Monday was our eighth anniversary, so Lynda met me at Amerigo for our anniversary dinner after work. Amerigo is located in the building where the much-missed Harper’s Restaurant used to be located. When Harper’s closed its doors last year, we were apprehensive about what was going to replace one of our favorite restaurants — it was a restaurant we took out-of-town friends to — and were puzzled when we heard that Amerigo was going in there. This was a restaurant neither of us had heard of before, but research showed it was a chain out of Nashville, TN specializing in Italian cuisine and had been around for awhile, so we at least were hopeful that it would turn out OK. Shortly after Amerigo finished its remodeling of the property and opened their doors in July, 2007, we tried them out and were pleased with the results. While serving a different cuisine than Harper’s and being slightly more expensive, the food and service in the new restaurant was certainly on par with what we had come to expect from the old.
I had arrived at 5 PM to secure a table — they DO take reservations — and there was only 1 car in the parking lot and that patron was sitting in the bar. Usually, the restaurant is on its way to being filled at 5, and I found it a little disconcerting to be sitting by myself in an empty dining room. When they remodeled the interior, they opened it up a little bit with larger booths, spaced farther apart, and covered the booth seats with a slippery, red (so Lynda tells me) naugahyde that is plushly padded. The formerly open ductwork ceilings of Harper’s are still open, but are better concealed by the suspended polished-wood beams and large, colored light panels. The cobbled floors are now carpeted and the partitions now serve double-duty as wine racks. The bar is still at the front of the restaurant, separated from the dining room as you can see in the photo below, with a brick and wood wall and open glass shelves for the bottles.
The dining room was very quiet, with soft jazz playing in the background when Lynda arrived 10 minutes later. After she had time to check out the menu — while nibbling on piping-hot, herbed focaccia bread — we both started off with a pair of side salads ($4); a field green salad which had the enviable distinction of not including that vile and bitter weed, frisee endive, that other restaurants have started to add in the last few years to their salads, to their great detriment. The salads also had a single wedge of tomato, a ring of red onion and several pieces of roasted sweet bell pepper. Lynda opted for a rich, creamy parmesan peppercorn dressing and I tried their balsamic vinaigrette. The vinaigrette was the thickest and richest I have had so far in Louisville, with the flavors delightfully blended, with neither the sweetness or the bitterness dominating.
For our main courses, Lynda chose the Chicken Margarite with scallion cream sauce ($11.50) and I went for the Oven Roasted Lasagna ($11.50). Lynda’s dish had a large fire-grilled chicken breast on a bed of angel hair pasta with Mozzarella cheese and basil and a choice of three sauces; tomato, garlic butter and the scallion cream sauce that Lynda picked. I sampled a little of the sauce and it was rich and not unlike a very good Alfredo sauce, but still quite delicate, without the strong overtones of garlic one would expect in an Alfredo. She said the chicken was done to perfection, tender and full of flavor.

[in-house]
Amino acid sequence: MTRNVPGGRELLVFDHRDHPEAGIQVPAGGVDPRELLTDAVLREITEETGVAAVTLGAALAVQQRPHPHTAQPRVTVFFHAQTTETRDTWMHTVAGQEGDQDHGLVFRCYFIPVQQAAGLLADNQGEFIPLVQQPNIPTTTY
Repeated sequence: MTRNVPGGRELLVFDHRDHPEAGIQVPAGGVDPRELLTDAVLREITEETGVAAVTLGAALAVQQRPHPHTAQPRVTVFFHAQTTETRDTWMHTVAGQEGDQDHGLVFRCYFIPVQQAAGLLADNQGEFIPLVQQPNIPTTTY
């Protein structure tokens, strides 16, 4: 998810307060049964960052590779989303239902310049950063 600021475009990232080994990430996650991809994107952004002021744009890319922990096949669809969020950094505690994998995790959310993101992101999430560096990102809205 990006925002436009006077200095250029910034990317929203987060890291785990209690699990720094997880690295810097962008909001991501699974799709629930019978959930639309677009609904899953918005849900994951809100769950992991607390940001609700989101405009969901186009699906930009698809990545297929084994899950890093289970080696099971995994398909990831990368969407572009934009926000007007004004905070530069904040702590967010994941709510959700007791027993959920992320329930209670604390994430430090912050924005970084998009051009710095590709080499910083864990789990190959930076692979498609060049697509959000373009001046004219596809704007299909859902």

My lasagna was wonderful. The previous evening, we had stopped at Rafferty’s on Dutchmans Lane on our way home from the St. James Court Art Show in Old Louisville and I had ordered their $13.49 Lasagna. It was a small, dried out, doughy mass, swimming in a sauce that Chef Boy-ar-dee would have been embarrassed to have served. Since I couldn’t eat that order Sunday night — and why do they insist that they will bring you a fresh order to make it right, when you know it will be from the same pan? — I was in the mood for some good lasagna. They served it in a large bowl and the square of lasagna was probably three times the size of what I had received the night before and swimming in rich sea of tomato sauce. Where the dish I had the night before had oozed grease from the meat inside it when I cut it, there was no grease from the lean ground in this lasagna and the only thing that oozed was the Ricotta cheese that it was absolutely loaded with. The tomato sauce was light and delicate and tasted incredibly fresh. Quite a turnaround in 24 hours, from the worst lasagna to some of the best I have ever had.
Although we were somewhat stuffed, we were intrigued by the dessert choices, finally settling on the Pecan Butter Crunch Cake ($6.50). It was a pudding cake sitting on a crunchy crust and smothered with slices of Granny Smith apples that had been caramelized in a cinnamon glaze and the whole was topped by a huge scoop of vanilla ice cream. Hardly a dish for our diets, especially after such a hearty meal, but a delightfully sweet note to end the repast.
It was a nice evening in a restaurant that was quiet enough that we could actually carry on a conversation without raising our voices to where we could be heard by people driving past out on Hurstbourne. Our server was pleasant and helpful and took the time to talk with us while checking to see if we needed anything else. On the whole, one of the better dining experiences we have enjoyed lately.
10 out of 10 stars.
Menu (it’s a .pdf).871 South Hurstbourne Parkway 502.426.4040